While Chinese companies are in line to benefit directly from U.S. taxpayers' $700 billion-plus bailout of Wall Street, Fannie Mae, Freddie Mac and other financial institutions, Beijing is stiffing the U.S. for $100 billion or more in unpaid debt.
The status of the Chinese economy, including its repudiated debt, has prompted one analyst to warn of an "ominous threat" involving China's finances and suggest the possibility of "a dramatic reversal" for the "so-called Chinese Miracle."
"One of the greatest problems facing China is the government's failure to acknowledge and effectively address the true extent of state institutions' bad debt," Kevin O'Brien writes in an article titled, "Reassessing China's Sovereign Risk: Emerging Global and Domestic Trends Threaten the 'Chinese Miracle."
O'Brien's report was published at a website for the Global Association of Risk Professionals, a not-for-profit independent trade association of risk management practitioners around the world. It has 77,000 members from fields such as banking, investment management and academics.
One problem that should be addressed, he writes, is the $260 billion in sovereign debt owed U.S. and other investors which China has said it simply won't repay.
"The repayment obligation was inherited by the People's Republic of China, when the communists took control in 1949. The successor government doctrine of settled international law affirms continuity of obligations among international recognized successive governments," O'Brien said.
"The PRC is the internationally recognized successor government … which contracted the credit sovereign debt … and which had a loan agreement that states that such debt is intended to be 'a binding engagement upon the Republic of China and its successors.'"
The bonds, however, were excluded from a 1979 settlement of Chinese debts and in 1987, China even "concluded a discriminatory settlement accord with bondholders in Great Britain – an agreement that excluded from settlement any bonds held by non-UK citizens."
Then in 2006, the Chinese Ministry of Finance issued an official communiqué addressed to "the Embassy of the United States of America in China," in which the Chinese government formally repudiated China's defaulted full faith and credit sovereign debt and announced that it would not repay any debt held by American citizens, O'Brien said.
The repudiation still stands, even though the China Economic Review confirmed that major Chinese banks own $8 billion in Fannie Mae and Freddie Mac securities that are the targets of bailout provisions.
"Bank of China said last month it owned $7.5 billion in Fannie and Freddie bonds," the report continued. "The bank also held $5.2 billion in mortgage-backed securities guaranteed by the two agencies."
Those owners will be among the beneficiaries of the overall bailout plan assembled by the government and funded by taxpayers to "rescue" bad debt created by an agenda of loaning money to "subprime" recipients who may not have had the wherewithal to repay the loans.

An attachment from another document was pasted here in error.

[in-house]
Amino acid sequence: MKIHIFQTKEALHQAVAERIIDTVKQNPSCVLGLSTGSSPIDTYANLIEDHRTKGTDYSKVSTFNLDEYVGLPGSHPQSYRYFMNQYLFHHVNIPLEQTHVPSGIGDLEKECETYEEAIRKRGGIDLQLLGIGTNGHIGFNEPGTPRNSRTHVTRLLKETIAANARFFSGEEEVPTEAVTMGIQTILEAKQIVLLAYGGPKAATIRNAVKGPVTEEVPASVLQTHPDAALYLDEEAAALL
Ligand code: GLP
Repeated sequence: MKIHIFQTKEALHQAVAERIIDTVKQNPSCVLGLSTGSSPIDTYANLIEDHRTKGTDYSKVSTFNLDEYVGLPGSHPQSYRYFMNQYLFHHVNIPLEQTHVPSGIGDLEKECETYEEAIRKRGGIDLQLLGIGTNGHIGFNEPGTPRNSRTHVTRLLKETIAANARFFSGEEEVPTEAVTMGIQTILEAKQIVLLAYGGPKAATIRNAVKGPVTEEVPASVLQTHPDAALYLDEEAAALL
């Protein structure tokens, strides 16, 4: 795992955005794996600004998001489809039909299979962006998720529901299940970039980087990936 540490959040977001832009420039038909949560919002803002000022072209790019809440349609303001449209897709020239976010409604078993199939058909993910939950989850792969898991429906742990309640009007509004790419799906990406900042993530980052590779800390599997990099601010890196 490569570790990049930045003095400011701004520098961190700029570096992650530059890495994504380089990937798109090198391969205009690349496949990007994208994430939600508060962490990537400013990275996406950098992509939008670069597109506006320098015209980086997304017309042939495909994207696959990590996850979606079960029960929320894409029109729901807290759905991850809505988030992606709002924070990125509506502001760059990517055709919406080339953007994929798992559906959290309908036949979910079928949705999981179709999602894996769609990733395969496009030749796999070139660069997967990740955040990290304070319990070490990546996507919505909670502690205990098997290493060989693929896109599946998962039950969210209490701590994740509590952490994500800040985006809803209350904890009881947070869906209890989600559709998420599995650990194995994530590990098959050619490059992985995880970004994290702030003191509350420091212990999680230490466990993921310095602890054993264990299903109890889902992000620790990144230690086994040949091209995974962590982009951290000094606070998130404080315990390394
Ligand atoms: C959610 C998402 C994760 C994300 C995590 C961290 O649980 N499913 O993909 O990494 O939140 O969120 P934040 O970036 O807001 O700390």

Recipients of the U.S. taxpayers' generosity also may include various private Chinese interests with investments in American real estate and mortgage.
As recently as three weeks ago, China Investment Corp. was in active discussions to buy into U.S. financial institutions, including Morgan Stanley.
All the while Congress has been aware of the Chinese default but unwilling to mandate action.
Elton Gallegly, a California Republican in Congress, called it the "China debt syndrome."
"After Saddam Hussein's government was replaced in Iraq, China demanded that the new government pay off the debt Saddam's regime ran up against China. China prevailed and is getting 100 percent of the more than $10 billion Iraq owes it," he said in a recent commentary.
"China, however, refuses to recognize the debt its current government inherited when the communists took control in 1949. That debt includes about $260 billion on bonds issued by the former Republic of China. Of that, more than 300 American citizens are owed nearly $100 billion from bonds on which the People's Republic of China has defaulted," the congressman wrote.
"It's time China owned up to its international obligations. Pressure is the only thing China understands. And pressure works. Americans weren't the only ones owed billions when the communists seized control. British citizens were among the bondholders communist China had been ignoring. That lasted until 1987, when Great Britain enacted a law denying Chinese access to British capital markets and China responded by negotiating a settlement to pay off the bonds," he wrote.
Now, he said, China is in negotiations with France on defaulted bonds but "continues to ignore the United States."
He said worse than the actual monetary loss is the message that suggests China "does not have to play by the rules when it competes in the global economy. This helps explain